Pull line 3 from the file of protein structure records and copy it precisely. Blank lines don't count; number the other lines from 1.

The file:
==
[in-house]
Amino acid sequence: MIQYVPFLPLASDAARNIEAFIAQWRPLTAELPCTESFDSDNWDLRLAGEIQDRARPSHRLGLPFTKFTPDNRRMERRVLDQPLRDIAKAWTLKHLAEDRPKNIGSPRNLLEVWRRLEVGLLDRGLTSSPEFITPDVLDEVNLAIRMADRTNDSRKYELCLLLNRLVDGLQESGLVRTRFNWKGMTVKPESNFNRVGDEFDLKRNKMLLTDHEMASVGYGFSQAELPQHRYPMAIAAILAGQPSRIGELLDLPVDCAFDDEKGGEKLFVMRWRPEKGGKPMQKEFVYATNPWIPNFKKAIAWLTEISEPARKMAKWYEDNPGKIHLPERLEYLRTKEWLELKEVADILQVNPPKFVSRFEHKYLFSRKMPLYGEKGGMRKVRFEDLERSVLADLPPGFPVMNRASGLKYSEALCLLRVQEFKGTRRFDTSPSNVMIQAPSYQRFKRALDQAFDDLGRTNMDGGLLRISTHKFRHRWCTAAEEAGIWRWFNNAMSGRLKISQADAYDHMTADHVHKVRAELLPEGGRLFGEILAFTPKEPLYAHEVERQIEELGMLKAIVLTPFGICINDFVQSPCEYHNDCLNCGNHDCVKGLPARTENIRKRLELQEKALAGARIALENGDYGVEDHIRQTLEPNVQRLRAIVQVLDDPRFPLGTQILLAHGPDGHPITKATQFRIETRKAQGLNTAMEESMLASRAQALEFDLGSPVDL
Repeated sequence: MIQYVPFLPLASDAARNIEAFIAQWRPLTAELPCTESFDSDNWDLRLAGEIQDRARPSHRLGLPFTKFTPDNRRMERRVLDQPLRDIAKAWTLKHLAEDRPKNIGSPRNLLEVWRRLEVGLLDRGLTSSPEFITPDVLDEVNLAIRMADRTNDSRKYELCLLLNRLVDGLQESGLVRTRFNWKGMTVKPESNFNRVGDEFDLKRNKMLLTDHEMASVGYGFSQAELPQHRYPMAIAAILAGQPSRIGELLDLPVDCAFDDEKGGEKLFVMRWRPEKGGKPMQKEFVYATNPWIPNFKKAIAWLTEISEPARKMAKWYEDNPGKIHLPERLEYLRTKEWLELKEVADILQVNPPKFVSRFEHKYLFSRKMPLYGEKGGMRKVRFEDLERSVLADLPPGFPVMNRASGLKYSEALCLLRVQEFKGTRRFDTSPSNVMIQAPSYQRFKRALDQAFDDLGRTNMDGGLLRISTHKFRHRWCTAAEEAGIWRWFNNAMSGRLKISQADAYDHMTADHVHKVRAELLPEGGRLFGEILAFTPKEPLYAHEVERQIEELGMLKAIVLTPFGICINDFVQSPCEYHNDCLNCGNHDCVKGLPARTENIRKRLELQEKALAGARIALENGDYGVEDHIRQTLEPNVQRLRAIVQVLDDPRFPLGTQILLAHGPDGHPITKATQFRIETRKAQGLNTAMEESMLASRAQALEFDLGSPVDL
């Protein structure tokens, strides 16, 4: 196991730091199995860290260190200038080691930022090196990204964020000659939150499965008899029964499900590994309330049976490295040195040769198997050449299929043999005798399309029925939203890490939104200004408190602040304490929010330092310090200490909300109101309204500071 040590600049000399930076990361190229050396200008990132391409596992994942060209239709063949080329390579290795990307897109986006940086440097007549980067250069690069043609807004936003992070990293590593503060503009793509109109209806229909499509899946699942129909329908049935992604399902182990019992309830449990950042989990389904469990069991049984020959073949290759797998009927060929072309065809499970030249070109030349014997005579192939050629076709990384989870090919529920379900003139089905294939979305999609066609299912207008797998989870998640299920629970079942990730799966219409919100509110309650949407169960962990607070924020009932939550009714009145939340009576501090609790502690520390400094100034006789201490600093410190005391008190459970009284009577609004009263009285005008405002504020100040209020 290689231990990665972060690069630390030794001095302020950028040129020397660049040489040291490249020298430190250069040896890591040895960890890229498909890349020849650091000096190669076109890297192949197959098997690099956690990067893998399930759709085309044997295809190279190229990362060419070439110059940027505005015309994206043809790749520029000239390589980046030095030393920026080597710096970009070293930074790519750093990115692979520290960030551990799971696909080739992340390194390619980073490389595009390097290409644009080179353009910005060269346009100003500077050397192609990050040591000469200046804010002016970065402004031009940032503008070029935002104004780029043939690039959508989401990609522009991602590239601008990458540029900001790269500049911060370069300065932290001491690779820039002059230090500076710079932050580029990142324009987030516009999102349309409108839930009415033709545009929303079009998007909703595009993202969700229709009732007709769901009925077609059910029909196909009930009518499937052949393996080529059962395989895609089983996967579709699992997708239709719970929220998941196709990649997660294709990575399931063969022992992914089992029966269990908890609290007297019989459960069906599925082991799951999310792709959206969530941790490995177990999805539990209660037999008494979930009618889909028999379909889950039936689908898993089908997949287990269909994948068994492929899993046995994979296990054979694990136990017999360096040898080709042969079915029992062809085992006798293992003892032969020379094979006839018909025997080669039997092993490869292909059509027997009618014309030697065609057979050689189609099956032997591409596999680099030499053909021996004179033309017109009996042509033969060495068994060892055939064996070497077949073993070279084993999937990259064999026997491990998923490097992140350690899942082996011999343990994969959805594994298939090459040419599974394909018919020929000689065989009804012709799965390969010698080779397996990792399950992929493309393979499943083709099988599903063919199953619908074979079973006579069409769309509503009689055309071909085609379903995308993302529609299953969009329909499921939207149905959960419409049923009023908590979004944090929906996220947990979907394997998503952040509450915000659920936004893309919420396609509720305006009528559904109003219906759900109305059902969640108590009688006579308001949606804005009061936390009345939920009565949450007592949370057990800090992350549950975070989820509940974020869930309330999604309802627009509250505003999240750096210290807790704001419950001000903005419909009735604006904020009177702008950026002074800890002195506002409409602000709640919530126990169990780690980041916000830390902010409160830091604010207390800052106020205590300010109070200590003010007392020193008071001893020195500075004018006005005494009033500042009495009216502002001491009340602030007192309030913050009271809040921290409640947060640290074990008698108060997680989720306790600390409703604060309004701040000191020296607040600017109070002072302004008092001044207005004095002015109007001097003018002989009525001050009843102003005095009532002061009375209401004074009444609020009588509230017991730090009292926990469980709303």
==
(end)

Repeated sequence: MIQYVPFLPLASDAARNIEAFIAQWRPLTAELPCTESFDSDNWDLRLAGEIQDRARPSHRLGLPFTKFTPDNRRMERRVLDQPLRDIAKAWTLKHLAEDRPKNIGSPRNLLEVWRRLEVGLLDRGLTSSPEFITPDVLDEVNLAIRMADRTNDSRKYELCLLLNRLVDGLQESGLVRTRFNWKGMTVKPESNFNRVGDEFDLKRNKMLLTDHEMASVGYGFSQAELPQHRYPMAIAAILAGQPSRIGELLDLPVDCAFDDEKGGEKLFVMRWRPEKGGKPMQKEFVYATNPWIPNFKKAIAWLTEISEPARKMAKWYEDNPGKIHLPERLEYLRTKEWLELKEVADILQVNPPKFVSRFEHKYLFSRKMPLYGEKGGMRKVRFEDLERSVLADLPPGFPVMNRASGLKYSEALCLLRVQEFKGTRRFDTSPSNVMIQAPSYQRFKRALDQAFDDLGRTNMDGGLLRISTHKFRHRWCTAAEEAGIWRWFNNAMSGRLKISQADAYDHMTADHVHKVRAELLPEGGRLFGEILAFTPKEPLYAHEVERQIEELGMLKAIVLTPFGICINDFVQSPCEYHNDCLNCGNHDCVKGLPARTENIRKRLELQEKALAGARIALENGDYGVEDHIRQTLEPNVQRLRAIVQVLDDPRFPLGTQILLAHGPDGHPITKATQFRIETRKAQGLNTAMEESMLASRAQALEFDLGSPVDL